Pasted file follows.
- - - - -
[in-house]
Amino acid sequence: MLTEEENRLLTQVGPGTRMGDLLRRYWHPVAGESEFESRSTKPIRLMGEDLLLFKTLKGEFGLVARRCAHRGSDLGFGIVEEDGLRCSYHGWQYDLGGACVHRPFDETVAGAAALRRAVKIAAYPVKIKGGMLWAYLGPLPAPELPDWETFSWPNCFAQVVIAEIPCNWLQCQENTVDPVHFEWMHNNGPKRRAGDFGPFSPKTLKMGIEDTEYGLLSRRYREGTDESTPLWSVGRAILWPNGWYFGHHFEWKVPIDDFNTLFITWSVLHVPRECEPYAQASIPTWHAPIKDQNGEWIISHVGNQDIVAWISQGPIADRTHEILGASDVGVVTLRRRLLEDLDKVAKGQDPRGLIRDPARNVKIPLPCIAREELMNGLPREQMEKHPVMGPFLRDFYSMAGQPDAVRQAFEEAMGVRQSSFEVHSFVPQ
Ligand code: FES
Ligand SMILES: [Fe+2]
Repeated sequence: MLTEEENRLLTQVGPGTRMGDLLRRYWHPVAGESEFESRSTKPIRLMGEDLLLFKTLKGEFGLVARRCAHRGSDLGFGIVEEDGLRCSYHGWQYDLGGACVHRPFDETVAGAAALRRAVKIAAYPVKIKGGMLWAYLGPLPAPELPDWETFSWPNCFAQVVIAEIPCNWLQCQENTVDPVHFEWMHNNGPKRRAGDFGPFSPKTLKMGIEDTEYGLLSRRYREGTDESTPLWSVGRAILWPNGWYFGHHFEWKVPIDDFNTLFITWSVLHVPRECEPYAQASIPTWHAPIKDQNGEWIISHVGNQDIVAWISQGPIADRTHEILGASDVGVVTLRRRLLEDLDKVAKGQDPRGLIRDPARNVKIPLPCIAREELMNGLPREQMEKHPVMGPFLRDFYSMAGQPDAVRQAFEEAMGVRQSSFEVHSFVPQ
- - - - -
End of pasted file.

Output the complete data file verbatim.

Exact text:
[in-house]
Amino acid sequence: MLTEEENRLLTQVGPGTRMGDLLRRYWHPVAGESEFESRSTKPIRLMGEDLLLFKTLKGEFGLVARRCAHRGSDLGFGIVEEDGLRCSYHGWQYDLGGACVHRPFDETVAGAAALRRAVKIAAYPVKIKGGMLWAYLGPLPAPELPDWETFSWPNCFAQVVIAEIPCNWLQCQENTVDPVHFEWMHNNGPKRRAGDFGPFSPKTLKMGIEDTEYGLLSRRYREGTDESTPLWSVGRAILWPNGWYFGHHFEWKVPIDDFNTLFITWSVLHVPRECEPYAQASIPTWHAPIKDQNGEWIISHVGNQDIVAWISQGPIADRTHEILGASDVGVVTLRRRLLEDLDKVAKGQDPRGLIRDPARNVKIPLPCIAREELMNGLPREQMEKHPVMGPFLRDFYSMAGQPDAVRQAFEEAMGVRQSSFEVHSFVPQ
Ligand code: FES
Ligand SMILES: [Fe+2]
Repeated sequence: MLTEEENRLLTQVGPGTRMGDLLRRYWHPVAGESEFESRSTKPIRLMGEDLLLFKTLKGEFGLVARRCAHRGSDLGFGIVEEDGLRCSYHGWQYDLGGACVHRPFDETVAGAAALRRAVKIAAYPVKIKGGMLWAYLGPLPAPELPDWETFSWPNCFAQVVIAEIPCNWLQCQENTVDPVHFEWMHNNGPKRRAGDFGPFSPKTLKMGIEDTEYGLLSRRYREGTDESTPLWSVGRAILWPNGWYFGHHFEWKVPIDDFNTLFITWSVLHVPRECEPYAQASIPTWHAPIKDQNGEWIISHVGNQDIVAWISQGPIADRTHEILGASDVGVVTLRRRLLEDLDKVAKGQDPRGLIRDPARNVKIPLPCIAREELMNGLPREQMEKHPVMGPFLRDFYSMAGQPDAVRQAFEEAMGVRQSSFEVHSFVPQ